While I used my 25mm figures for EMPIRE 3 I also started to invest in a 5mm army as a way of trying out the innovations of EMPIRE 3.  Other members of my local wargaming community were switching to 5mm for Napoleonics in conjunction with EMPIRE 3 and this provided the necessary inspiration for me to also try this scale.  I was careful in my selection of a 5mm army to choose something quite different from what I already had and settled on a Russian corps of 1812.  This change of figure scale was difficult for me as I found that the visual charm and romance of the uniforms was significantly diminished but, apart from some fiddliness at times, it did lend a general's eye view to a battle and that was what I wanted. 

            I found EMPIRE 3 slightly complex and realised that I would have to seriously study them before I could play with ease.  Unfortunately the number of games I attempted generally resulted in my troops failing to activate and therefore I tended to sit out the games while others played (and argued) around me!  I did enjoy the promotion as I now I felt that I was high ranking general participating in a significant engagement.

            However I found myself at the end of the 1980s still wanting innovation but also at level that I could easily absorb and readily use to refight Napoleonic battles (not skirmishes).  I also wanted preservation of investment - the one result of two decades of Napoleonic wargaming being that most of my 20/25mm army is based according to WRG which is also roughly suitable for EMPIRE 3.  I also had this 5mm army that I wanted to use.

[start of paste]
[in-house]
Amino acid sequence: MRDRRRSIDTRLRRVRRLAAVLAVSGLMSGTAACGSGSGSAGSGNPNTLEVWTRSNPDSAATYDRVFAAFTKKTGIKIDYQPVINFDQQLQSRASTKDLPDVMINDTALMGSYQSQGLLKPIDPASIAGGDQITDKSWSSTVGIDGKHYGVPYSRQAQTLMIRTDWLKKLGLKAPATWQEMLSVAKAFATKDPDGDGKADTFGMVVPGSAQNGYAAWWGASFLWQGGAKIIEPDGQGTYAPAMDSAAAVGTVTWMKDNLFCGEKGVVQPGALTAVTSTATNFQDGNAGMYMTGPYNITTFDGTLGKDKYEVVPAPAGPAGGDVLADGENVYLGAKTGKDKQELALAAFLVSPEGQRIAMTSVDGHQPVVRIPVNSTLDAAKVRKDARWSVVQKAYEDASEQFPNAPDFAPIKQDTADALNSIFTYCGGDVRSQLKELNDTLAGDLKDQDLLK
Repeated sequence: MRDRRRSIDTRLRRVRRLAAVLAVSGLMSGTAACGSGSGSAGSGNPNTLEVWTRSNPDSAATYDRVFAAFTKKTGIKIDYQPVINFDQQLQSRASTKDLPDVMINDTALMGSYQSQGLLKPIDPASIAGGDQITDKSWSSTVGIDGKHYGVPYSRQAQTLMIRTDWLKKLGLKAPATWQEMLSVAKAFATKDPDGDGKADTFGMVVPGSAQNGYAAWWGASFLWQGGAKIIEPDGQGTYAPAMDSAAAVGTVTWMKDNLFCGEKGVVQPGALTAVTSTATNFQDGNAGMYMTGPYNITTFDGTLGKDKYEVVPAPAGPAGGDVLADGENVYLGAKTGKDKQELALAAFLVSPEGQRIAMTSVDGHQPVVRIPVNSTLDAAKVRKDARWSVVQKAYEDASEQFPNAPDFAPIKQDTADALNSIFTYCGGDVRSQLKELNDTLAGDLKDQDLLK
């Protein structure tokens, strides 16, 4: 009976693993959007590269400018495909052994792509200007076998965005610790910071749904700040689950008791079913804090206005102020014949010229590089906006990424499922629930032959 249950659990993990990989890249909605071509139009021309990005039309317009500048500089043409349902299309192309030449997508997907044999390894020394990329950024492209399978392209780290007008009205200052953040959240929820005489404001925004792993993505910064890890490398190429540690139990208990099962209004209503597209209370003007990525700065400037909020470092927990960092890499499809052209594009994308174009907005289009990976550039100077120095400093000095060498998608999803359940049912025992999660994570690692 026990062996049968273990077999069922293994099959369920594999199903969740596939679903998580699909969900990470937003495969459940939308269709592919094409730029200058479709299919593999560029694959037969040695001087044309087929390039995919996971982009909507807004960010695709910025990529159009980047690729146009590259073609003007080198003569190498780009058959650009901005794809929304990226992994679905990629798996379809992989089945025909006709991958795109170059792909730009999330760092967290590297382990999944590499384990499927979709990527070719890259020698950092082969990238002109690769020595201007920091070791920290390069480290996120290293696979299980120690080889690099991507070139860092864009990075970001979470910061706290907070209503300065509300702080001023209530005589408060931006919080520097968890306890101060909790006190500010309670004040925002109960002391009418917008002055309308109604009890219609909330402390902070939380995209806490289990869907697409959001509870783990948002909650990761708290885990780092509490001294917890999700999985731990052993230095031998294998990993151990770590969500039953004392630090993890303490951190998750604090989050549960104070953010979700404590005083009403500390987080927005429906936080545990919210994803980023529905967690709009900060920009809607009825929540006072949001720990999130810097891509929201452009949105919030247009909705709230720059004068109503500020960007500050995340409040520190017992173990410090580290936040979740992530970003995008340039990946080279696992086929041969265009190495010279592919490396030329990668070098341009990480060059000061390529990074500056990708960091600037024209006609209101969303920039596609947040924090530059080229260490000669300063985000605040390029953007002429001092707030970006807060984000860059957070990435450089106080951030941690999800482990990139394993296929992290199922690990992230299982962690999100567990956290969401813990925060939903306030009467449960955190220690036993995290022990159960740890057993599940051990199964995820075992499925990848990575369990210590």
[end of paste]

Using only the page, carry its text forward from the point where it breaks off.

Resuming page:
A check of my personal wargaming library shows I also bought GUARD DU CORPS by Rudy Scott Nelson ($6.50 for 67 pages) and RULES FOR NAPOLEONIC LAND WARFARE by G W Jeffrey, published by SKYTREX ($6.50 for 27 pages).  I have a second hand copy of NAPOLEONIC ARMY LISTS by R M Evans, dated August 1986.  I paid $2 for these and they provided 41 pages of data for 1:50 and 1:20 figure ratio scale armies.  I bought the September/October 1981 issue of THE COURIER as it contained indepth reviews of BATTALIONMASSE, VIVE L'EMPEREUR, GENERALSHIP NAPOLEONICS as well as EMPIRE.  The magazine also contained yet more "official amendments" to WRG's 6th Edition Ancient rules but while this is another subject, it helped to maintain my interest in things other than Ancients.

            Then, in 1990, I came across AVALON HILL's NAPOLEON'S BATTLES, their first (to my knowledge) foray into miniature rules.  They are a complete system including terrain pieces and die cut cardboard units as well as a comprehensive introduction to wargaming the period for those new to the subject.  NAPOLEON'S BATTLES and the separate "expansion module" cost me $73.72 (club discount at the local games shop - THE GAMES CUPBOARD).  This was for 160 pages all up plus reference charts.